KANSAS CITY, Mo. — Who needs to reach the end zone when you have Le’Veon Bell chewing up yards and the clock, and Chris Boswell setting an NFL playoff record with six field goals?
Throw in a stingy Pittsburgh defense for most of Sunday night, and a multitude of mistakes by Kansas City, and the Steelers’ 18-16 victory sent them into the AFC championship game.
The Steelers (13-5) needed to hold off a last-ditch threat by the Chiefs (12-5) before advancing to face New England next Sunday night for a spot in the Super Bowl. The Patriots won at Pittsburgh 27-16, but Ben Roethlisberger was injured and didn’t play.
Spencer Ware’s 1-yard touchdown run took Kansas City within 18-16. The Chiefs at first converted the 2-pointer to tie it, but tackle Eric Fisher — the first overall selection in the 2013 draft — was penalized for holding. The next try failed.
With 2:43 remaining, Justin Gilbert misplayed the kick return and was tackled at the Pittsburgh 5. Roethlisberger hit Antonio Brown for 7 yards on third down and Pittsburgh then ran out the clock, securing a ninth straight victory for the Steelers. The Chiefs have not won a home playoff game since 1994, losing five in a row.
The scoring started furiously in the opening minutes, then the game became a kicking exhibition by Boswell, who also had six field goals in the regular season against Cincinnati. And Bell put on a virtuoso running performance, patiently finding holes and then exploding through them. He added a team-record 170 yards rushing to the 167 he had in a win over Miami last week.
The Steelers became first team to win a playoff game without a TD since eventual Super Bowl champion Indianapolis in the 2006 AFC divisional round at Baltimore.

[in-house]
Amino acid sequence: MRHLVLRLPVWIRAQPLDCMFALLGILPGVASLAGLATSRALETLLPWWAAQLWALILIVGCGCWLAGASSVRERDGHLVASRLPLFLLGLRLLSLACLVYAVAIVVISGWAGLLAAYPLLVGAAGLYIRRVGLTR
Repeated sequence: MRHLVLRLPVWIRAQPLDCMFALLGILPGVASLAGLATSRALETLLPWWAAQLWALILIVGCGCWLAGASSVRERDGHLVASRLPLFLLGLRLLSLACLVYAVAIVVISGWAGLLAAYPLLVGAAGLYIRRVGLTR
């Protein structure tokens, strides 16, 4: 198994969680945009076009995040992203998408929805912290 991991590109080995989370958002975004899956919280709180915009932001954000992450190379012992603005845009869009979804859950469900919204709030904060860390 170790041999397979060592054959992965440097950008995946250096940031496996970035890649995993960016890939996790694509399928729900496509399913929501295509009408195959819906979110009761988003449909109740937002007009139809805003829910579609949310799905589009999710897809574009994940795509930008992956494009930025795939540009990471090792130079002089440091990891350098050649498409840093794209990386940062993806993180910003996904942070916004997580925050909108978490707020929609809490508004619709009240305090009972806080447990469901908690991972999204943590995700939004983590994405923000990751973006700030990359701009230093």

Using a no-huddle attack almost to perfection early on, the Steelers drove deep into Kansas City territory. But they bogged down inside the 5 and Boswell made a 22-yard field goal.
The Chiefs were just as efficient on a six-play march capped by receiver Albert Wilson lining up in the backfield, then slipping uncovered into the end zone for a 5-yard score.
Pittsburgh’s answer came on a 52-yard heave to All-Pro Brown, who somehow was covered by linebacker Justin Houston. That led to Boswell’s second field goal, a 38-yarder. He added a 36-yarder to cap a 14-play drive on which Pittsburgh again barely huddled.
A clean game up until then turned to, well, turnovers, on successive series. Bud Dupree pounded Alex Smith, whose pass shot high into the air and was caught by linebacker Ryan Shazier.
The Steelers got to the Kansas City 5, where Frank Zombo leaped to deflect Roethlisberger’s throw, and All-Pro safety Eric Berry — burned for 26 yards on the previously play — picked it off in the end zone.
Boswell’s fourth field goal, from 45 yards, made it 12-7 at the half. His 43-yarder, setting the franchise record for a postseason game and tying the league mark of five, came on Pittsburgh’s first series of the second half. A 43-yarder midway in the fourth quarter gave Boswell the NFL record.
Kansas City’s Cairo Santos got in on the kicking act with a 48-yarder to make it 15-10. At that point, 10 seconds from the end of the third quarter, the Chiefs were outgained 333 yards to 150.